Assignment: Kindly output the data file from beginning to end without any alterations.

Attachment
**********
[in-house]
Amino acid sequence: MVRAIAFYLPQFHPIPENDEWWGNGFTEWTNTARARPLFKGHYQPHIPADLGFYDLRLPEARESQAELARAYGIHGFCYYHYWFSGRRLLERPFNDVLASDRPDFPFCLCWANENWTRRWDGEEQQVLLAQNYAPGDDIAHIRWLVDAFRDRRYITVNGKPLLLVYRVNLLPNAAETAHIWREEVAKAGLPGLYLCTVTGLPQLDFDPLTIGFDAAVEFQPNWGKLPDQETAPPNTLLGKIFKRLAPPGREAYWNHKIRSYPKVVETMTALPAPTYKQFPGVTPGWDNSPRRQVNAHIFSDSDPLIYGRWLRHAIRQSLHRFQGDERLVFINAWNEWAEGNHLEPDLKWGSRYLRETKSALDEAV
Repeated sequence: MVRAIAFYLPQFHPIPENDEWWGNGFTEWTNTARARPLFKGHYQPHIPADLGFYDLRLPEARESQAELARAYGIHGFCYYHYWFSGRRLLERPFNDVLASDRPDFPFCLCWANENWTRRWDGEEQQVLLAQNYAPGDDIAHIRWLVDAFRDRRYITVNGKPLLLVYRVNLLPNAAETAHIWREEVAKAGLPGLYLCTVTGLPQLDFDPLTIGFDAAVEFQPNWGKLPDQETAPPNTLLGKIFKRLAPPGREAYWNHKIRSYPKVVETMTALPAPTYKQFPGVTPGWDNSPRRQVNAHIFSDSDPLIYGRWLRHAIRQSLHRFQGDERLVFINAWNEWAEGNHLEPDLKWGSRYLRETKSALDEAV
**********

[in-house]
Amino acid sequence: MVRAIAFYLPQFHPIPENDEWWGNGFTEWTNTARARPLFKGHYQPHIPADLGFYDLRLPEARESQAELARAYGIHGFCYYHYWFSGRRLLERPFNDVLASDRPDFPFCLCWANENWTRRWDGEEQQVLLAQNYAPGDDIAHIRWLVDAFRDRRYITVNGKPLLLVYRVNLLPNAAETAHIWREEVAKAGLPGLYLCTVTGLPQLDFDPLTIGFDAAVEFQPNWGKLPDQETAPPNTLLGKIFKRLAPPGREAYWNHKIRSYPKVVETMTALPAPTYKQFPGVTPGWDNSPRRQVNAHIFSDSDPLIYGRWLRHAIRQSLHRFQGDERLVFINAWNEWAEGNHLEPDLKWGSRYLRETKSALDEAV
Repeated sequence: MVRAIAFYLPQFHPIPENDEWWGNGFTEWTNTARARPLFKGHYQPHIPADLGFYDLRLPEARESQAELARAYGIHGFCYYHYWFSGRRLLERPFNDVLASDRPDFPFCLCWANENWTRRWDGEEQQVLLAQNYAPGDDIAHIRWLVDAFRDRRYITVNGKPLLLVYRVNLLPNAAETAHIWREEVAKAGLPGLYLCTVTGLPQLDFDPLTIGFDAAVEFQPNWGKLPDQETAPPNTLLGKIFKRLAPPGREAYWNHKIRSYPKVVETMTALPAPTYKQFPGVTPGWDNSPRRQVNAHIFSDSDPLIYGRWLRHAIRQSLHRFQGDERLVFINAWNEWAEGNHLEPDLKWGSRYLRETKSALDEAV